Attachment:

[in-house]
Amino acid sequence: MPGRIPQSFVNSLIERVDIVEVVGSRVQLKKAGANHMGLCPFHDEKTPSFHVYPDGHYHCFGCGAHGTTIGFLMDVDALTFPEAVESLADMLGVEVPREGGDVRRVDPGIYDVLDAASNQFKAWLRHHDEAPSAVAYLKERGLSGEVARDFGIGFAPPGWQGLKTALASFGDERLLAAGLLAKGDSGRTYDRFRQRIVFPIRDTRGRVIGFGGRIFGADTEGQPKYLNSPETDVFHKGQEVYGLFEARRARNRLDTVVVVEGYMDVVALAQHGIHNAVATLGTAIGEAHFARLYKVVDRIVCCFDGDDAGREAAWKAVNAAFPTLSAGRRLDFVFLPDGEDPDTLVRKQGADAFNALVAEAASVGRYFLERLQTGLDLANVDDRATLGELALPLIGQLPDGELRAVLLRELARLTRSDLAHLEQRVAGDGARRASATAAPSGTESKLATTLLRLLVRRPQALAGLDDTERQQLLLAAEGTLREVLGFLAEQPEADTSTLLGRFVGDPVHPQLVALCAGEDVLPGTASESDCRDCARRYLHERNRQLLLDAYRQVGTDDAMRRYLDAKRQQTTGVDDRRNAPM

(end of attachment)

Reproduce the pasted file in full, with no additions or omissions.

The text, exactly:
[in-house]
Amino acid sequence: MPGRIPQSFVNSLIERVDIVEVVGSRVQLKKAGANHMGLCPFHDEKTPSFHVYPDGHYHCFGCGAHGTTIGFLMDVDALTFPEAVESLADMLGVEVPREGGDVRRVDPGIYDVLDAASNQFKAWLRHHDEAPSAVAYLKERGLSGEVARDFGIGFAPPGWQGLKTALASFGDERLLAAGLLAKGDSGRTYDRFRQRIVFPIRDTRGRVIGFGGRIFGADTEGQPKYLNSPETDVFHKGQEVYGLFEARRARNRLDTVVVVEGYMDVVALAQHGIHNAVATLGTAIGEAHFARLYKVVDRIVCCFDGDDAGREAAWKAVNAAFPTLSAGRRLDFVFLPDGEDPDTLVRKQGADAFNALVAEAASVGRYFLERLQTGLDLANVDDRATLGELALPLIGQLPDGELRAVLLRELARLTRSDLAHLEQRVAGDGARRASATAAPSGTESKLATTLLRLLVRRPQALAGLDDTERQQLLLAAEGTLREVLGFLAEQPEADTSTLLGRFVGDPVHPQLVALCAGEDVLPGTASESDCRDCARRYLHERNRQLLLDAYRQVGTDDAMRRYLDAKRQQTTGVDDRRNAPM